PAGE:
On the way home we were discussing my options. One of which was deciding if I should have Dr. Harris do the surgery, way up near NYC, or have it done closer to home. Dr. Harris is the preeminent colorectal surgeon in the world, but the thought of having massive surgery done so far from home was not something that made me feel comfortable. I was agonizing over the decision, in my mind. Finally, I asked Amy what she thought I should do. No sooner did the words leave my lips when a truck with the name “Harris Trucking” pulled right up besides our car, on the NJ Turnpike. As if that was not enough, not 5 minutes later we got a call from my in-laws telling us that my youngest daughter hit her head on a counter and had to be taken to the pediatrician. Her normal pediatrician was not there. The on-call doctor’s name? Dr. Harris! Of course I was not happy about my daughter being injured, but I made the decision right then and there that Dr. Harris would be my surgeon. To me, the signs are not the truck being there or Rebecca being injured and being treated by Dr. Harris. The signs are that I was keenly aware of finding God’s message in those circumstances. This is just one example of many signs I have received from God. God has spoken to me after the deaths of people I love. He has also spoken to me at times in my life, where I was lost and had to make life altering decisions. There is more to that than meets the eye. I can easily tell people of my Ulcerative Colitis and my ileostomy, but what I have always kept guarded is my mental illness. I was born with clinical depression, obsessive compulsive disorder, an anxiety disorder and ADHD (although they did not diagnose that when I was a child). My whole life I have been fearful that people would think I was a freak or strange because I suffer with these mental disorders. In my case, I was doomed from birth. Depression runs rampant on both sides of my family. When I say doomed, I don’t mean that I have had a bad life, what I am saying is that my issues were not learned, they were inherited. I really believe that God knows my struggles and has given me a gift of receiving messages from Him with an awareness that, perhaps, not all people have. I don’t hear voices or commands, but I do feel His loving hand guiding me. It sounds like you have similar feelings.”

During time of Beth’s transition to Heaven, Dan had created a blog. To read it, here is the link. There are many heartbreaking stories that Dan shares along with many heartwarming stories that he shares on his blog. Out of all of the incredible miracles Dan shares on his blog this one is my favorite.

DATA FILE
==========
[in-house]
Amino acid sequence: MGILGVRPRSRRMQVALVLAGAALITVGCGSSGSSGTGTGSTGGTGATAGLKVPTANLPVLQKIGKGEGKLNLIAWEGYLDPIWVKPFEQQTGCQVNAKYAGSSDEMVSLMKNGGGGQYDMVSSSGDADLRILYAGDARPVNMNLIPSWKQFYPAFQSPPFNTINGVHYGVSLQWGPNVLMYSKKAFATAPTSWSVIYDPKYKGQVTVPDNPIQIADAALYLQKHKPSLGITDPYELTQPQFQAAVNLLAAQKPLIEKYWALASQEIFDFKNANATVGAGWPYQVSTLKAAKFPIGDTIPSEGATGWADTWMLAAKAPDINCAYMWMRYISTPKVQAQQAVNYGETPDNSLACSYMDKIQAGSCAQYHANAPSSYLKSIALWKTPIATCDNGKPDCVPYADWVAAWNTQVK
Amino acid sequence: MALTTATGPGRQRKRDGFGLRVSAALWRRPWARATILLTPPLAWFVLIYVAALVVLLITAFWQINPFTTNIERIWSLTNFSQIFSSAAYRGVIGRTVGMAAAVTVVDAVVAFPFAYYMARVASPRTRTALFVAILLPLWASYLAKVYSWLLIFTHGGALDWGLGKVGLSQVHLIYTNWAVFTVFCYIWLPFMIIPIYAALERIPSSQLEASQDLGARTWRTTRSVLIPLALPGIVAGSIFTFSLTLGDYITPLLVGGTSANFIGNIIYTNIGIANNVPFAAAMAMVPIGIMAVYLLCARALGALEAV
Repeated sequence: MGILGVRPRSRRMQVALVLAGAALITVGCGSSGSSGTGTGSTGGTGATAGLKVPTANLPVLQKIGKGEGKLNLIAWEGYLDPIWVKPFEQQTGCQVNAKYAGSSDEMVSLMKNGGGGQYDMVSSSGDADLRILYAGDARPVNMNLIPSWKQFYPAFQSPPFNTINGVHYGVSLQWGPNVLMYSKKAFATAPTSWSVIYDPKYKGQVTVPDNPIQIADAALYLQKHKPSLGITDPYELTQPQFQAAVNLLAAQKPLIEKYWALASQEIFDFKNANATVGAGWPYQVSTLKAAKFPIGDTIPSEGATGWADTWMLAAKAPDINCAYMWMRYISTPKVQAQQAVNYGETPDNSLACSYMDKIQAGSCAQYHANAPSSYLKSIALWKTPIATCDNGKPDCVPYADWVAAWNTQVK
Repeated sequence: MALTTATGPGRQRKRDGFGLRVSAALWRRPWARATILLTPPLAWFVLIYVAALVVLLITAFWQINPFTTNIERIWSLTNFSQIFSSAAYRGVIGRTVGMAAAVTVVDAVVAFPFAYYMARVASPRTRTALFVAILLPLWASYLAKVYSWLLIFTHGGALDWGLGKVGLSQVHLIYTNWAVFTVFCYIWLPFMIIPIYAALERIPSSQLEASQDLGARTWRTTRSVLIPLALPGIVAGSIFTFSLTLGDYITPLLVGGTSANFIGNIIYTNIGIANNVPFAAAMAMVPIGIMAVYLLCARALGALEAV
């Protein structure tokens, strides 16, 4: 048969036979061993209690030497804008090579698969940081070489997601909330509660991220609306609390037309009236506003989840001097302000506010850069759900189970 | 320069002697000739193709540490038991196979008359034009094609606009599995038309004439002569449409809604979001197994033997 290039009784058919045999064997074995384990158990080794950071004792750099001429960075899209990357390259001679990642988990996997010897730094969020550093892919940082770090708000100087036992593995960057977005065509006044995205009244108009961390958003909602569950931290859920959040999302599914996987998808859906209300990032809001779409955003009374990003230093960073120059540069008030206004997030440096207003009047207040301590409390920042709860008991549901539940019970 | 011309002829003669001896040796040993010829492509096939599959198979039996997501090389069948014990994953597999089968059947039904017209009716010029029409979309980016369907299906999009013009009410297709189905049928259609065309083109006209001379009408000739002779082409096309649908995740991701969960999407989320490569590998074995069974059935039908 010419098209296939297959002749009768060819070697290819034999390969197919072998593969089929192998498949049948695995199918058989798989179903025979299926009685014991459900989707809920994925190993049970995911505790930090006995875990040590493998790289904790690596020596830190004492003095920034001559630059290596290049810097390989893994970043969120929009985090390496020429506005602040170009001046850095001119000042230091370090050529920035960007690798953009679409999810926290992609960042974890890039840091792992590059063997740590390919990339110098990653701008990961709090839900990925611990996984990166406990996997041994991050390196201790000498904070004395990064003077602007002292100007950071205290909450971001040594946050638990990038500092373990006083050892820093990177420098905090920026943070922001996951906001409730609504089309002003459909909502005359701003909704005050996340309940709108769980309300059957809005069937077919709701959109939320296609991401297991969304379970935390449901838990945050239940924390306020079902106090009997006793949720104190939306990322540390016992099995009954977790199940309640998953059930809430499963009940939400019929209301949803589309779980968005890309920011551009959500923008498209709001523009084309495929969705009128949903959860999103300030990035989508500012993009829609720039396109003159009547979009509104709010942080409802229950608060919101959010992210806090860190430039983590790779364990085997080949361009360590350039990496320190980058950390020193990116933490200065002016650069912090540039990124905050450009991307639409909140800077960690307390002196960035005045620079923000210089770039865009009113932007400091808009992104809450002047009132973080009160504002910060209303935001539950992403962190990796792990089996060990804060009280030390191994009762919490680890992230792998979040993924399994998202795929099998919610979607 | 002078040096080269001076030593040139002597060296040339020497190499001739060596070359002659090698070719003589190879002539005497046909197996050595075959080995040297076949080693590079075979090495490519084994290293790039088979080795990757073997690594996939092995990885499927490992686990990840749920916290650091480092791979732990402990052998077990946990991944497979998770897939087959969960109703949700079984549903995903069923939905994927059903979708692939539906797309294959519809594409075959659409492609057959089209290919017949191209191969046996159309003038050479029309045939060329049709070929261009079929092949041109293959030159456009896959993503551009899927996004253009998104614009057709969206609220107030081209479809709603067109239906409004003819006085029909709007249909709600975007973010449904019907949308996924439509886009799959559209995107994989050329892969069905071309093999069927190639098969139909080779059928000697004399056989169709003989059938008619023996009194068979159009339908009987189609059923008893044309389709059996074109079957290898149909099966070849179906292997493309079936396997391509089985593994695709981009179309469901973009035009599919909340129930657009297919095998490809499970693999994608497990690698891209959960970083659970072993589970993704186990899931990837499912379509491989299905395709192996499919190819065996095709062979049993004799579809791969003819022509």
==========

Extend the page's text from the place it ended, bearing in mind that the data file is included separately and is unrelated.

“Here is an amazing miracle. On Saturday, October 24th one of my best friends, Brian, flew in from California. I had John, the lead singer from Blue Sky Band, pick up Brian who is also a musician. John, his wife Joey and Brian arrived late at night and I went out to meet them in the driveway. As we talked, I noticed that John wasn’t saying much. He had a rather odd expression on his face. After they left I mentioned something about it to Brian and he said John had been very talkative on the way from the airport. I didn’t give it another thought until the next morning.

When I came out to get coffee on Sunday, October 25th, my sister, Mary Jane told me that I needed to talk to John. I called John and he came over the next night and told me that he didn’t want me to think that he was weird but while I was talking with him in the driveway the night before he saw a large being standing about 8-9 feet tall right behind me. He said there was bright, shimmering light coming off of the being and it appeared to be wearing a cloak and robe. The light was so bright that he had to look away. He said when he looked back at me it was gone but as I kept talking it appeared again and he had to look away once more because it was so bright. I said, “John, what do you think you saw?” He said, “I think I saw an angel!” I said, “I did too!” (Miracle #16) I was so comforted to know angels were surrounding us all during such an extremely difficult time.”

There is no doubt in my mind that this was a direct sign from God! Dan and his family had been suffering so badly and God wanted them to know that He was right there with them. I don’t believe that God takes suffering away from us, but I do believe that He is right there during the suffering.

Obviously, I wish that Beth had recovered from her cancer. Obviously Dan and his family wish the same thing. But if there is any positive to come from such a terrible situation, it is that God’s love has shone through the darkness. I hope you enjoy listening to Dan discuss his incredible faith and his signs directly from his Father!

The Warrior Life with Justin Mirigliani

Have you ever had a dream where you were running from danger, but no matter how hard you try, you can’t get away?